Memo to Microsoft: Get a new brand for mobile

Microsoft continues to try to leverage its Windows brand, but it's a recipe for failure, at least in mobile.

Microsoft CEO Steve Ballmer has a new job: overseeing the company's entertainment and mobile businesses in the wake of high-profile executive departures . It's not the first time Ballmer has taken the reins of struggling business units, having managed the Windows and Internet search businesses directly at different times, but arguably Microsoft doesn't need new management.

It needs new brands. Especially in mobile.

Microsoft has sought to extend its Windows brand to a diverse array of technology, from SharePoint to Windows Phone. Windows is a powerful brand. But it's also a brand that screams "20th century."

And while it's a safe and predictable brand for enterprise IT, more of the world is being driven by consumer spending, including the normally enterprise-friendly PC market. Windows isn't a brand that speaks to consumers.

It's certainly not a brand that tells the world Microsoft has something revolutionary to say about mobile.

For good examples of consumer branding, Microsoft could look to its peers Apple and Google. Neither one of these market leaders dresses up their mobile efforts in old brands. Apple didn't try to brand its iPhone the "OS X iPhone." Apple understands that the consumer demographic is focused on the device, not its operating system.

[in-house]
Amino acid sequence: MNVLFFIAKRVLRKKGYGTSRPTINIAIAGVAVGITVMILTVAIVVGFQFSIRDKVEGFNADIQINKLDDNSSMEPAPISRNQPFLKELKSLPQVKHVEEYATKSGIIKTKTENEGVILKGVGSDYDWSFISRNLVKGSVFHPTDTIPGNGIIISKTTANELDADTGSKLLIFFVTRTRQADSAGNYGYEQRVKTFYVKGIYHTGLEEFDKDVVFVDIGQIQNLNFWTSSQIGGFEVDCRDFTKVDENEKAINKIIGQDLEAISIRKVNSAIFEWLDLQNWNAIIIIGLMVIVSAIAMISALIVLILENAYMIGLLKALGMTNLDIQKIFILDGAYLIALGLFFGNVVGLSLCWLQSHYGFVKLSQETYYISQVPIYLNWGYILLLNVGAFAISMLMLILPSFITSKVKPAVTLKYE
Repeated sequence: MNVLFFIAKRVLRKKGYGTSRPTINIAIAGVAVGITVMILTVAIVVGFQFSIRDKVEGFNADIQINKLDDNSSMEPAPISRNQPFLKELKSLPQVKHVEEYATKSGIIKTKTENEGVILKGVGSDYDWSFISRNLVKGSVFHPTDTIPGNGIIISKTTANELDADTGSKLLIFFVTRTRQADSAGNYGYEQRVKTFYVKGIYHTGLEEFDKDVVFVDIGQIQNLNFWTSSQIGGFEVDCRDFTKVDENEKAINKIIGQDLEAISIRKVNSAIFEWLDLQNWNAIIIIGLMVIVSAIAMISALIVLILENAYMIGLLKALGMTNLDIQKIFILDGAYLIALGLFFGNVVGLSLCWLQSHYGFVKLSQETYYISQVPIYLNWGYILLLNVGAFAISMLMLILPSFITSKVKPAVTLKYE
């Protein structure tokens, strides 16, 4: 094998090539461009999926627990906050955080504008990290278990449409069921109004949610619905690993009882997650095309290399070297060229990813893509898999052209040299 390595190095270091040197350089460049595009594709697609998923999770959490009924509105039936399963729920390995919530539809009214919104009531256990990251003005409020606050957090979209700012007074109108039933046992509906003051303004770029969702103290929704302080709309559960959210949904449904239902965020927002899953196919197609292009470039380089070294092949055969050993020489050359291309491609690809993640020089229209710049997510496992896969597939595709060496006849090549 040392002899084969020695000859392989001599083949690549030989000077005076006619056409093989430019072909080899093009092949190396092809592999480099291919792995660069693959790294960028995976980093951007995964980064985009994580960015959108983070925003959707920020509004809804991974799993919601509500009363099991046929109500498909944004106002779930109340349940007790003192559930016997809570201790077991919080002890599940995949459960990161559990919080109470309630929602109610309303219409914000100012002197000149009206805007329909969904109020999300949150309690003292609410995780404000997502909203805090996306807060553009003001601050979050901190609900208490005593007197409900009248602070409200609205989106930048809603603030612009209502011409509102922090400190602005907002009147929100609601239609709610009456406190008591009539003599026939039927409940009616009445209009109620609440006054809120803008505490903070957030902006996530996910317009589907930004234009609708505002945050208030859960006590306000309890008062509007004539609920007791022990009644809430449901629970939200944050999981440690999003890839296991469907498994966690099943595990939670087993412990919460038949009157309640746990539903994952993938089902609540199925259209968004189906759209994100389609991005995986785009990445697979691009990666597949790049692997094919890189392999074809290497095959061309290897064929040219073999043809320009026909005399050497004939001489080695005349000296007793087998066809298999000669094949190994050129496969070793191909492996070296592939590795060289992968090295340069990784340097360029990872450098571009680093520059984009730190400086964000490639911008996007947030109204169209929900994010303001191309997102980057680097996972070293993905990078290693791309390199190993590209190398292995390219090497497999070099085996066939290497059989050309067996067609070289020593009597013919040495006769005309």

Google, for its part, does heavily brand Android, but it doesn't make a fetish of tying that brand back to Google and allows device manufacturers, wireless carriers, and others to tweak the software to fit their needs, obscuring or even eliminating the branding altogether. Not only that, but Google even competes with its own Android brand with Chrome OS.

Only Microsoft seems determined to force an out-of-date operating system brand onto the future. It's not working.

Ballmer tries to paint the executive departures and lack of market leadership in a positive light in his e-mail to Microsoft employees, but the company seems incapable of innovation in the critical mobile industry, and it starts with its inability to give up the Windows brand.

J. Allard, Microsoft's now departing chief experience officer, disagrees:

We're the only high-tech company with the track record and self-confidence to reinvent ourselves as we have. If you want to change the world with technology, this is still the best tribe out there.

Fine words to say as one is leaving his job. Allard will stay on as an adviser to Ballmer on "a specific set of projects," according to the company.

Microsoft knows how to rebrand. Look at Bing, which has been gaining market share since it distanced itself from Microsoft's more traditional branding. The Xbox, too, has been a hit, in part because of its emphasis on "Xbox," not "Microsoft."

Microsoft is a strong company that makes great technology. But its branding is somewhat stale. To get an edge in mobile, the company should dump "Windows" and embrace something edgier. Something more like Bing.

About the author

    Matt Asay is chief operating officer at Canonical, the company behind the Ubuntu Linux operating system. Prior to Canonical, Matt was general manager of the Americas division and vice president of business development at Alfresco, an open-source applications company. Matt brings a decade of in-the-trenches open-source business and legal experience to The Open Road, with an emphasis on emerging open-source business strategies and opportunities. He is a member of the CNET Blog Network and is not an employee of CNET. You can follow Matt on Twitter @mjasay.

     

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